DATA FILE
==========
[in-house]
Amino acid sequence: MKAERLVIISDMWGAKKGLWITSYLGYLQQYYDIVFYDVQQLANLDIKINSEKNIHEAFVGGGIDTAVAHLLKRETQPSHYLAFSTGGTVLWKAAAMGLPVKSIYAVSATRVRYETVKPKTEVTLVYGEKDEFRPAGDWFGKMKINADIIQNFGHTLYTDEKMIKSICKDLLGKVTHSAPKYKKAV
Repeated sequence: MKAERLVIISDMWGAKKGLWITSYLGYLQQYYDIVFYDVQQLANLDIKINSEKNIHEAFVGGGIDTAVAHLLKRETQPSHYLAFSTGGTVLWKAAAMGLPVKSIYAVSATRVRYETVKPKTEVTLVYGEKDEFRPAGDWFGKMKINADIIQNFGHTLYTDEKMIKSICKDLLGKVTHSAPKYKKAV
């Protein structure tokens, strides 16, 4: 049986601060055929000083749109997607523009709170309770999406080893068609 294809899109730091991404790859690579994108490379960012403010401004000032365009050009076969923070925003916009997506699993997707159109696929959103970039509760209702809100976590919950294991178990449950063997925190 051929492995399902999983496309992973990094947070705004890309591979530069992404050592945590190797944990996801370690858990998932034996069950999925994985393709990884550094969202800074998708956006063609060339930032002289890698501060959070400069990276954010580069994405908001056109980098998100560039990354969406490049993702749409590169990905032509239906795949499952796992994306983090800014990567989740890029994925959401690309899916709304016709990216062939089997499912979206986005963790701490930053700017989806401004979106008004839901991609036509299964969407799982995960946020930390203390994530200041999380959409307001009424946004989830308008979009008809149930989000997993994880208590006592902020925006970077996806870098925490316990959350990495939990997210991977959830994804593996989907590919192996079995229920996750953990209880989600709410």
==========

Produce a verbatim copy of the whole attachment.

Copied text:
[in-house]
Amino acid sequence: MKAERLVIISDMWGAKKGLWITSYLGYLQQYYDIVFYDVQQLANLDIKINSEKNIHEAFVGGGIDTAVAHLLKRETQPSHYLAFSTGGTVLWKAAAMGLPVKSIYAVSATRVRYETVKPKTEVTLVYGEKDEFRPAGDWFGKMKINADIIQNFGHTLYTDEKMIKSICKDLLGKVTHSAPKYKKAV
Repeated sequence: MKAERLVIISDMWGAKKGLWITSYLGYLQQYYDIVFYDVQQLANLDIKINSEKNIHEAFVGGGIDTAVAHLLKRETQPSHYLAFSTGGTVLWKAAAMGLPVKSIYAVSATRVRYETVKPKTEVTLVYGEKDEFRPAGDWFGKMKINADIIQNFGHTLYTDEKMIKSICKDLLGKVTHSAPKYKKAV
């Protein structure tokens, strides 16, 4: 049986601060055929000083749109997607523009709170309770999406080893068609 294809899109730091991404790859690579994108490379960012403010401004000032365009050009076969923070925003916009997506699993997707159109696929959103970039509760209702809100976590919950294991178990449950063997925190 051929492995399902999983496309992973990094947070705004890309591979530069992404050592945590190797944990996801370690858990998932034996069950999925994985393709990884550094969202800074998708956006063609060339930032002289890698501060959070400069990276954010580069994405908001056109980098998100560039990354969406490049993702749409590169990905032509239906795949499952796992994306983090800014990567989740890029994925959401690309899916709304016709990216062939089997499912979206986005963790701490930053700017989806401004979106008004839901991609036509299964969407799982995960946020930390203390994530200041999380959409307001009424946004989830308008979009008809149930989000997993994880208590006592902020925006970077996806870098925490316990959350990495939990997210991977959830994804593996989907590919192996079995229920996750953990209880989600709410």